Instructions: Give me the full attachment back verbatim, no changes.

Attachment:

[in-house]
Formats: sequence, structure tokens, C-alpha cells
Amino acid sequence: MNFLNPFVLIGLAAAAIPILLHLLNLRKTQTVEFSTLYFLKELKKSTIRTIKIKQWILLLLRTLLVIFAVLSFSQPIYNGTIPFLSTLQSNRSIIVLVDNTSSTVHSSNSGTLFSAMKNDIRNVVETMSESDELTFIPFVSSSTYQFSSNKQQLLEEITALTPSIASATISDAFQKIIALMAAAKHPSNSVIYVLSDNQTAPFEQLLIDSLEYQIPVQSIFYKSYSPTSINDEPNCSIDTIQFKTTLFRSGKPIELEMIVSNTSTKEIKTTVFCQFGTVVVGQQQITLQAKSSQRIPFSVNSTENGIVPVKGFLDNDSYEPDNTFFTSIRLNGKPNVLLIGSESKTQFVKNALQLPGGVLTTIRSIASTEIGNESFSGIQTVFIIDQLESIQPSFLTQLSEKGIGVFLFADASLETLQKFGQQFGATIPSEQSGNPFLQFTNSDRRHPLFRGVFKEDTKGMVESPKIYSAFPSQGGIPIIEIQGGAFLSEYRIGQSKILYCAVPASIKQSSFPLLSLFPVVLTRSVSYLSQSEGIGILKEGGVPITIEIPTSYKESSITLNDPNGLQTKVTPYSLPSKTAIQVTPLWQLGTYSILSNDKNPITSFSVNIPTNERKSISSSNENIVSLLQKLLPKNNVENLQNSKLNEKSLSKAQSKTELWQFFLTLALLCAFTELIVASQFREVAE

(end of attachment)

[in-house]
Formats: sequence, structure tokens, C-alpha cells
Amino acid sequence: MNFLNPFVLIGLAAAAIPILLHLLNLRKTQTVEFSTLYFLKELKKSTIRTIKIKQWILLLLRTLLVIFAVLSFSQPIYNGTIPFLSTLQSNRSIIVLVDNTSSTVHSSNSGTLFSAMKNDIRNVVETMSESDELTFIPFVSSSTYQFSSNKQQLLEEITALTPSIASATISDAFQKIIALMAAAKHPSNSVIYVLSDNQTAPFEQLLIDSLEYQIPVQSIFYKSYSPTSINDEPNCSIDTIQFKTTLFRSGKPIELEMIVSNTSTKEIKTTVFCQFGTVVVGQQQITLQAKSSQRIPFSVNSTENGIVPVKGFLDNDSYEPDNTFFTSIRLNGKPNVLLIGSESKTQFVKNALQLPGGVLTTIRSIASTEIGNESFSGIQTVFIIDQLESIQPSFLTQLSEKGIGVFLFADASLETLQKFGQQFGATIPSEQSGNPFLQFTNSDRRHPLFRGVFKEDTKGMVESPKIYSAFPSQGGIPIIEIQGGAFLSEYRIGQSKILYCAVPASIKQSSFPLLSLFPVVLTRSVSYLSQSEGIGILKEGGVPITIEIPTSYKESSITLNDPNGLQTKVTPYSLPSKTAIQVTPLWQLGTYSILSNDKNPITSFSVNIPTNERKSISSSNENIVSLLQKLLPKNNVENLQNSKLNEKSLSKAQSKTELWQFFLTLALLCAFTELIVASQFREVAE